Why Facebook Boost Posts Are Terrible For Promoting Your Music

A lot of musicians are literally throwing their money down the drain.

I’m not talking about that awesome new guitar pedal you just bought… instead I’m talking about Facebook boost posts.

I know that Facebook boost posts are popular and a lot of musicians are using them but they’re actually not the best way for you to promote your music.

And your actually wasting your money and not getting everything that you pay for.

There’s 2 reasons why you want to use a Facebook ad to promote your music.

The first is obviously to get yourself in front of as many people as possible.

But the second reason is to start collecting data and statistics about how your ads are doing. You also want to start making your own custom lists inside of Facebook of people who are interacting with your ads and could be potential fans.

When you use a boost post you don’t get those options to create custom lists and see the in depth data and analytics.

So you’re basically spending money and only getting half of what you pay for.

Even worse if you don’t set up custom lists inside Facebook you lose the ability to reach back out to people who interacted with your ad.

So lets say you’re promoting a music video you can’t reach back out to people who watched 50% or more of your video. And these are people who are likely to become real fans if you take time to build your relationship with them.

The way to correctly run Facebook ads is to create a Business Facebook account. It’s totally free and takes about 2 minutes to set up. Then you can create you ad campaigns and ads inside of the Business manager and get access to all the data and custom lists.

And once you have those custom lists created THEN and ONLY then can you use a boost post to reach back out to those smaller groups of people. Maybe with a Facebook live or an ad to promote a new album or single.

So please! Stop wasting your hard earned cash on Facebook boost posts. Go set up a business Facebook account and take over the world! It’s free, easy and if your goal is to build big, engaged fanbase, it will help you a lot.

If you want to build your fanbase, grow your relationship with fans, and sell your music with an online system.

Guitar Books – Three Music Theory Books For Guitarists

Sooner or later any serious guitarist comes to realize that a solid theoretical background is the only way forward. Your ear can only take you so far, that’s when your musical theory can kick in and remove any musical obstacles in your way to fully expressing yourself.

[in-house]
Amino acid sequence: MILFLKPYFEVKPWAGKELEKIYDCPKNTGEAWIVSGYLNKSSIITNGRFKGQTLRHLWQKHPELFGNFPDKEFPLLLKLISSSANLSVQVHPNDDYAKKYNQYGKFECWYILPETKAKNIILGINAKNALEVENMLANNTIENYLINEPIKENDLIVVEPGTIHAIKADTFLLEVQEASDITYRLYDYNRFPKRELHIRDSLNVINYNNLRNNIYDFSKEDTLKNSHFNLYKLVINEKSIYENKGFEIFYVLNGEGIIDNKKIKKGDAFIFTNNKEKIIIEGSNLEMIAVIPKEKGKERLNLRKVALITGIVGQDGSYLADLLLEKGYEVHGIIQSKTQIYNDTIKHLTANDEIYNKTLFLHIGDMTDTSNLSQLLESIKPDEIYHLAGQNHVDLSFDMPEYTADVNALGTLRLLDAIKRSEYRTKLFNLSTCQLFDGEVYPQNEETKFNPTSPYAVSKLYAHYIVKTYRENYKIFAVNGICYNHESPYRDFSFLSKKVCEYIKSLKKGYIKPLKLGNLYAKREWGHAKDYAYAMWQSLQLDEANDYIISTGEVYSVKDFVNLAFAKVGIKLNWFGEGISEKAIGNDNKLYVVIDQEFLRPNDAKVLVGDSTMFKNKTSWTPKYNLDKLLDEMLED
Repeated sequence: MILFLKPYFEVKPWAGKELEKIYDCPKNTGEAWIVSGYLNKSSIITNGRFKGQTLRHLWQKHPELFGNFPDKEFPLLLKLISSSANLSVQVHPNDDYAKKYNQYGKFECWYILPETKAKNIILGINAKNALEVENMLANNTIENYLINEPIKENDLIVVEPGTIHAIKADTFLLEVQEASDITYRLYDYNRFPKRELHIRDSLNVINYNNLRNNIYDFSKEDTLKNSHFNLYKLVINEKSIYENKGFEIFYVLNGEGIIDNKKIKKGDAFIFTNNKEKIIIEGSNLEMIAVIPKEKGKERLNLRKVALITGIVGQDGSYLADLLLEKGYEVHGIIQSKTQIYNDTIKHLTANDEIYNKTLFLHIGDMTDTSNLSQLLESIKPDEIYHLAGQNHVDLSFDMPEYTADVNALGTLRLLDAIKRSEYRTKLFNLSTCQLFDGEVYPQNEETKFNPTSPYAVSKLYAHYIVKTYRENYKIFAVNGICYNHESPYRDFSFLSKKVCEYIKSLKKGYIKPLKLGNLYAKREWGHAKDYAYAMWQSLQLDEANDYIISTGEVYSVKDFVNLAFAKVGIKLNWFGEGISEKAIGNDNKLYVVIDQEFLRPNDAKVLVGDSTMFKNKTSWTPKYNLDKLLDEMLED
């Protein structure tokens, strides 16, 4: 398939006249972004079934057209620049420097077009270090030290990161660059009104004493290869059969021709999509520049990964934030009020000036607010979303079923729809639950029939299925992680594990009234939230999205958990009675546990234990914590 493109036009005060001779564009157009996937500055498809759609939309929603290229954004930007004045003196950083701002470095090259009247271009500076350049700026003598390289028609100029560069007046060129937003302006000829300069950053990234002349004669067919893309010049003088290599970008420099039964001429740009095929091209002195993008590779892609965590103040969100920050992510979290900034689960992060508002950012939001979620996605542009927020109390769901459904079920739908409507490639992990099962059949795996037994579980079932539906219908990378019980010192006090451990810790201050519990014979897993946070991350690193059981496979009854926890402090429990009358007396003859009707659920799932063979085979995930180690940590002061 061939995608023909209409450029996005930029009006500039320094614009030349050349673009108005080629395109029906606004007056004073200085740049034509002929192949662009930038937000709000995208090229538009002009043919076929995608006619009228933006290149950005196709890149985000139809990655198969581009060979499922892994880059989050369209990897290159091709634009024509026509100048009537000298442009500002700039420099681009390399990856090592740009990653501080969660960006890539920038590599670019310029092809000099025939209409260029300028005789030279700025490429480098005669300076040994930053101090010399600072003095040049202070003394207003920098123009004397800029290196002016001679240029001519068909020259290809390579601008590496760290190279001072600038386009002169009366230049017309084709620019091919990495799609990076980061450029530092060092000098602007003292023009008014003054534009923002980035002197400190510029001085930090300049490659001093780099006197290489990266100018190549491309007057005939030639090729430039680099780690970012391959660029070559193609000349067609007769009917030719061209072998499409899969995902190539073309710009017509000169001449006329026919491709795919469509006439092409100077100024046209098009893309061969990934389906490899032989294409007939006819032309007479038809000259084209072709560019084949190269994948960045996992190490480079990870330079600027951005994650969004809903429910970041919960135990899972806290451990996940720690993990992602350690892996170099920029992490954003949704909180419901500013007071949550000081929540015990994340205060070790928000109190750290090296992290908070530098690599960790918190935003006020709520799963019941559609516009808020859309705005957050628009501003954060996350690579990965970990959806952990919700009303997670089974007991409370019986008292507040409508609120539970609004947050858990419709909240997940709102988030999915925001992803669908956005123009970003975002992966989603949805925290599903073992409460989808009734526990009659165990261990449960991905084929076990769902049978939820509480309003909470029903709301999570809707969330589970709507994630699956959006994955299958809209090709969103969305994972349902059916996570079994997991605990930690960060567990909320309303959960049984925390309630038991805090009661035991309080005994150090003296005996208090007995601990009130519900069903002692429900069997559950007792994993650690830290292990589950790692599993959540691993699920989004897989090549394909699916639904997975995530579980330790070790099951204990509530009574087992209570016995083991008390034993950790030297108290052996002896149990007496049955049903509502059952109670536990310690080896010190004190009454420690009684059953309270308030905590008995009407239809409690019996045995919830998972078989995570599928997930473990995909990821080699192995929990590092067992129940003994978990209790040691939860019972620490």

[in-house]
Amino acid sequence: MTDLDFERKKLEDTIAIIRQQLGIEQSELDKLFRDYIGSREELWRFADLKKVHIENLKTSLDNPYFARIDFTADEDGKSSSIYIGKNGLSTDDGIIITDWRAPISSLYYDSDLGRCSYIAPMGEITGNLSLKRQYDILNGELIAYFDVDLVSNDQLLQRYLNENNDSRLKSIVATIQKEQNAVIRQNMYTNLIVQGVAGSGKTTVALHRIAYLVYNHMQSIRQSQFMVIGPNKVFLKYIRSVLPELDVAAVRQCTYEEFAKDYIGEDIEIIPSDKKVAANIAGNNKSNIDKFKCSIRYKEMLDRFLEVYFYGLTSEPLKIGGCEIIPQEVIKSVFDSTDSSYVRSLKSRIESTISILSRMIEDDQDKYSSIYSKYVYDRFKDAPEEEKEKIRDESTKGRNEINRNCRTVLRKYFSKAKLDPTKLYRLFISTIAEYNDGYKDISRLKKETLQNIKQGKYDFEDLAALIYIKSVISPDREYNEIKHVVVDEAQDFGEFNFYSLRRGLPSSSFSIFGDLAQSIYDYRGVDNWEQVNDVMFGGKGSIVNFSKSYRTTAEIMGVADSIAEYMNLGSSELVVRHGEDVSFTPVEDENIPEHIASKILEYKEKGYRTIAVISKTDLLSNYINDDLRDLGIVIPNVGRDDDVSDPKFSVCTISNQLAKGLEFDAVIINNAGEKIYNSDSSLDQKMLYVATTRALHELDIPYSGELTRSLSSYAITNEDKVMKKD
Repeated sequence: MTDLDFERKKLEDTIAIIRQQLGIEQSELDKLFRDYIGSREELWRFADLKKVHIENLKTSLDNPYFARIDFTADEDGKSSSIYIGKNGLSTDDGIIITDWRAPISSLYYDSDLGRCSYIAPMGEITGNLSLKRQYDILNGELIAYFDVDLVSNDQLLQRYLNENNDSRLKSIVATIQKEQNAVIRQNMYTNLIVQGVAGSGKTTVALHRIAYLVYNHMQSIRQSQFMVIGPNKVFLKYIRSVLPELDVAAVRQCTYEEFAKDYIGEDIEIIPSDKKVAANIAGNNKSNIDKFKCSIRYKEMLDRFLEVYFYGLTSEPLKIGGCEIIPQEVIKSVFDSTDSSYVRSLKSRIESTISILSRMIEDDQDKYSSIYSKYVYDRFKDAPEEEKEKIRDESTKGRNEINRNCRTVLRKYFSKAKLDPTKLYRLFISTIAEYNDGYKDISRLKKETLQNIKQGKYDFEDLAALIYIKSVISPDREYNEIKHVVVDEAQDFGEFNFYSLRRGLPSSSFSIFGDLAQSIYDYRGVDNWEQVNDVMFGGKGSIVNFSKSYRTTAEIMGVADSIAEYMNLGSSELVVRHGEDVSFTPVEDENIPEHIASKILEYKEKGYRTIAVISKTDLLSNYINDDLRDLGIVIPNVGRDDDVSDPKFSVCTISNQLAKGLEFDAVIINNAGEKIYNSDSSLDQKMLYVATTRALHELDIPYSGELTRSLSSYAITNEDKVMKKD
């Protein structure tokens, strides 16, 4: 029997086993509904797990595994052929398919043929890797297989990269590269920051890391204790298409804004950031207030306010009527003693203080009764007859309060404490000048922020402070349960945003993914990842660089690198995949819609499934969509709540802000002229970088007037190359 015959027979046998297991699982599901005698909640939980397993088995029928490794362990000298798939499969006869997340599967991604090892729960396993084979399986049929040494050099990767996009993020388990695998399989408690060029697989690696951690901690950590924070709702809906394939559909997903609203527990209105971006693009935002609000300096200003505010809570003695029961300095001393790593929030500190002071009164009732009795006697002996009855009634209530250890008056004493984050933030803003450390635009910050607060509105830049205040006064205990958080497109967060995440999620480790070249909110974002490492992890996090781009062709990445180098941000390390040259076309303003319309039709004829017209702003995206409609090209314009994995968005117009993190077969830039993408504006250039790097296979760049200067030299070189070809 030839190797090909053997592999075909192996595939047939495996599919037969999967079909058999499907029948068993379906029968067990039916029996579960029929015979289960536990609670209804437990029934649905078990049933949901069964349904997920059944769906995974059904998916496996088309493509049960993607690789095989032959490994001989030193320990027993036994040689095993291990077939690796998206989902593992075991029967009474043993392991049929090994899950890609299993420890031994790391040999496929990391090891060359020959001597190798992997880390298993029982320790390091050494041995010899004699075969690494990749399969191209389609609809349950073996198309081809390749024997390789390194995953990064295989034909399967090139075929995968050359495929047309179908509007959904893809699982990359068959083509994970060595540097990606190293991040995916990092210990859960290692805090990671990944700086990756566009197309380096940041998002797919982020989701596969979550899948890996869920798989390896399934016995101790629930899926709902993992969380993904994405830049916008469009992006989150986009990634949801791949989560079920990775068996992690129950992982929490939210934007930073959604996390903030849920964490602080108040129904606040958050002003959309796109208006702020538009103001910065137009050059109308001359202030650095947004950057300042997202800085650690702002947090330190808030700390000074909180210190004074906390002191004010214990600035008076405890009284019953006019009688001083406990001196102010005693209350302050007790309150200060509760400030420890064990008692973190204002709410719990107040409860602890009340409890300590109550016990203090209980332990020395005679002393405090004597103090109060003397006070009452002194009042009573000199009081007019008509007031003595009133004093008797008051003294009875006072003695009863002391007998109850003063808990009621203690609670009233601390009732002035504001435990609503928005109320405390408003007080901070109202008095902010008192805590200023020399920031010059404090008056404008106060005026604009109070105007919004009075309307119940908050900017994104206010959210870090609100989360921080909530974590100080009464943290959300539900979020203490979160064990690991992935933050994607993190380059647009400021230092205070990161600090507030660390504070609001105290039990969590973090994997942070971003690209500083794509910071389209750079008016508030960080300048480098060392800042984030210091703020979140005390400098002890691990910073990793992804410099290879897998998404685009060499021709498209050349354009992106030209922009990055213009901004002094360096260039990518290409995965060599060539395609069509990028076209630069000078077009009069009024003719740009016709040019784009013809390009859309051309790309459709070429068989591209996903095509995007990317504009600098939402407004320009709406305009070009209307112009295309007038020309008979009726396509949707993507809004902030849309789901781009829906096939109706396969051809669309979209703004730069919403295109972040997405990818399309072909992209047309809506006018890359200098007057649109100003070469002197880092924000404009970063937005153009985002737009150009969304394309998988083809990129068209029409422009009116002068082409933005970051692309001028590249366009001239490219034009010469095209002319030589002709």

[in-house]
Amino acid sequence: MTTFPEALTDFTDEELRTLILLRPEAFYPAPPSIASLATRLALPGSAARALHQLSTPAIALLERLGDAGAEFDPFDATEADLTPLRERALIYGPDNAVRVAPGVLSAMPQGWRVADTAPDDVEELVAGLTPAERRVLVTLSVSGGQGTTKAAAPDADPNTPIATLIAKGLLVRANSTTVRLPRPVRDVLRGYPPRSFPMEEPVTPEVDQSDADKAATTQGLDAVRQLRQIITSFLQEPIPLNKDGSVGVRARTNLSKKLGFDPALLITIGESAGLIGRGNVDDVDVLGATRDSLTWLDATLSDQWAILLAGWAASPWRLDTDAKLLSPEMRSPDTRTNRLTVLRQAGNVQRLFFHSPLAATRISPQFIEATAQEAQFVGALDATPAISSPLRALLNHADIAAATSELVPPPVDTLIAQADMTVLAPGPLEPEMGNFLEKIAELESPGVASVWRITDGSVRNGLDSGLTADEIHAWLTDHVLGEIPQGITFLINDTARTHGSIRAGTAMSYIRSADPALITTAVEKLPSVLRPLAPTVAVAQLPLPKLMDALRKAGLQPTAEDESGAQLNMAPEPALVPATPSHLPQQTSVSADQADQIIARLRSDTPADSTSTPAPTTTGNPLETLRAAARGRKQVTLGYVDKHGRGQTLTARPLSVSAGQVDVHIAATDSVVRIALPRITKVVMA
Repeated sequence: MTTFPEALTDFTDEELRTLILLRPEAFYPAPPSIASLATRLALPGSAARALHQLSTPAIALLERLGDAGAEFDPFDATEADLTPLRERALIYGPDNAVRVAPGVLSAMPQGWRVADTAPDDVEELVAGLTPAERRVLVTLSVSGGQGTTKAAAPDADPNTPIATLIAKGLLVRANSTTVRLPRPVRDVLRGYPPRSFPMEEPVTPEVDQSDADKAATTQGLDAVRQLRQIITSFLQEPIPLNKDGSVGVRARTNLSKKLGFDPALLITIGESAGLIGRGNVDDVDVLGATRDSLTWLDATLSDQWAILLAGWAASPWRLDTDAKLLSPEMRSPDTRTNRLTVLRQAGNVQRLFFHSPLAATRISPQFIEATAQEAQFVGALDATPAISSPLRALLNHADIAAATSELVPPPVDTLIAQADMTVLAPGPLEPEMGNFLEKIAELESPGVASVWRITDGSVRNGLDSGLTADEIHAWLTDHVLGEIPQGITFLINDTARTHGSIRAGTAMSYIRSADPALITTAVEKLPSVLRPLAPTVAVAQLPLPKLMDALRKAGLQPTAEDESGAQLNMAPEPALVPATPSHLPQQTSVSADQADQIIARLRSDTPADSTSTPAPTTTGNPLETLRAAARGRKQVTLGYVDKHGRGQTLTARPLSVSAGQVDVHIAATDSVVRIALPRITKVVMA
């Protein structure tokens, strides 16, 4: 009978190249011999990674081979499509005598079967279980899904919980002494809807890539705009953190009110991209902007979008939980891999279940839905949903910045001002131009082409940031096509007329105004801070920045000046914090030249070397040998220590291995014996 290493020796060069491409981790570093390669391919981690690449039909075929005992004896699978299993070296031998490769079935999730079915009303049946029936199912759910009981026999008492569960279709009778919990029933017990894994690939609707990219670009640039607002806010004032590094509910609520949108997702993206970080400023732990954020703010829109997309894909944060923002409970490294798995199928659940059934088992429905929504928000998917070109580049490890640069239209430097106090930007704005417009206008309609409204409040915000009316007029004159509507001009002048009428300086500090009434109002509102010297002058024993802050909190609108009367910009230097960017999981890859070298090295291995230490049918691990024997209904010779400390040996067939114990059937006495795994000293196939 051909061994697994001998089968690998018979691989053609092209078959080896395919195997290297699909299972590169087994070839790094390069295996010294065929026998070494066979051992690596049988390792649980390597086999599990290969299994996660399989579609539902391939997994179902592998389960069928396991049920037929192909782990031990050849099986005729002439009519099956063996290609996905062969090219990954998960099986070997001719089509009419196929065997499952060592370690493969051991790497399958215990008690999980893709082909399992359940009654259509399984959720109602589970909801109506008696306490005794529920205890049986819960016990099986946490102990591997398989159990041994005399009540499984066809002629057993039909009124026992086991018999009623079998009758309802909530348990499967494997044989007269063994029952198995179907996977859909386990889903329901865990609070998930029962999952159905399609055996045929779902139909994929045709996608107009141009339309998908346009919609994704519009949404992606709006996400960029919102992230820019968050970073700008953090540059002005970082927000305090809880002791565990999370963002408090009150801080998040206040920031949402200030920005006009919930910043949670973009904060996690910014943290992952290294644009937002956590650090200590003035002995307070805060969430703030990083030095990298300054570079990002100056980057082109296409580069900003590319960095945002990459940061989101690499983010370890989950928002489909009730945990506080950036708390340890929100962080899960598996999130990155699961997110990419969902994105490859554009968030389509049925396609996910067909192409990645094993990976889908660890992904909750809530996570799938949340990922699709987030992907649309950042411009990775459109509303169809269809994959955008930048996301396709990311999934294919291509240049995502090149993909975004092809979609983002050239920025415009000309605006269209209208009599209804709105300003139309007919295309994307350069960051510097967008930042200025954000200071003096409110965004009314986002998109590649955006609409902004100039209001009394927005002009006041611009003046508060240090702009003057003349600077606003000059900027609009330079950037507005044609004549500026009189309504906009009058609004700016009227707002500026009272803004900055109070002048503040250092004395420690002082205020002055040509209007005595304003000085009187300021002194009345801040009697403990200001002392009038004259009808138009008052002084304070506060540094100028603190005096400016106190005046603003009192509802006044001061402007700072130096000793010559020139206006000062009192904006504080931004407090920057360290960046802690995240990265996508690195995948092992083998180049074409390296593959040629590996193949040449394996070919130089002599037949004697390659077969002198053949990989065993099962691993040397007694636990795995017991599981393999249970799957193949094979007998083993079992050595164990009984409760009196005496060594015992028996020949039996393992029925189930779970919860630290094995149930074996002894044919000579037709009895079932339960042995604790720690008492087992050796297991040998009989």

Seems pretty straight forward… just go to the music shop and pick up a theory book and away we go; away we go alright… pick up the wrong book and you’ll end up more confused than you ever were before.

Musical fact of life # 1: Not all theory books are created equal.

I remember when I started my first job, it was at a music store teaching music; I had a bit of a reputation as a player in the local area playing in dance bands etc., and since I had already sold quite a bit of musical equipment for the music store based on my track record they thought I would be the obvious choice; if

the store had a potential guitar or amp customer they would leave a message with my mum, then after school I would go down to the store and demonstrate the gear.

Everything started out fine, I stumbled and fumbled my way through the guitar lessons, I’m not sure who learnt the most me or my students I know I learnt heaps everyday mostly about how not to teach.

Anyway, very early in the piece the store manager informed me that if I was going to continue teaching for the store I would need to be “qualified”; I didn’t know exactly what that entailed but it did sound scary

As it turned out what he meant was I needed to be formally qualified… just being able to play the guitar was not good enough if I was going to teach guitar for them.

The good news was they were going to pay for my lessons so that was neat… there was even more good news I could go to the theory lessons instead of having to work at the shop.

So I began my theory lessons and very soon became frustrated, confused and perplexed… things I knew worked on the bandstand the night before didn’t match up with the theory lesson the next day.

The more confused I became the more determined I was about finding the “truth”; so I started studying with other teachers to augment my “paid” lessons from the music store… boy, did that make matters worst; it seemed as if each theory teacher had their own slant on things many basic concepts did not match up.

Long story short… after a lot of playing, thinking and research I discovered….

Musical fact of life # 2: there are different types of theory… in fact there are three distinct types of theory: classical, jazz and rock/blues!

These are very broad categories they are all important and the complete musician needs to be aware of their similarities and differences.

They world is full of traditional classical theory books so I won’t discuss them here. Modern theory as applied to improvisation and the music of our time is what I’m about… it’s great to know what happened 400 years ago but it’s unlikely to help you secure that rock gig next Friday night,

Here’s my top three modern theory books for guitarists

Title: Modern Method For Guitar – By William Leavitt (Berklee Press)

Available from: Berklee.com

Overview: if you want to get in on the ground floor and study guitar and theory as applied to the guitar fretboard, this is the place to start!

Available in three volumes; the first sixty pages of volume one covers the basics of reading music in the first position of the guitar.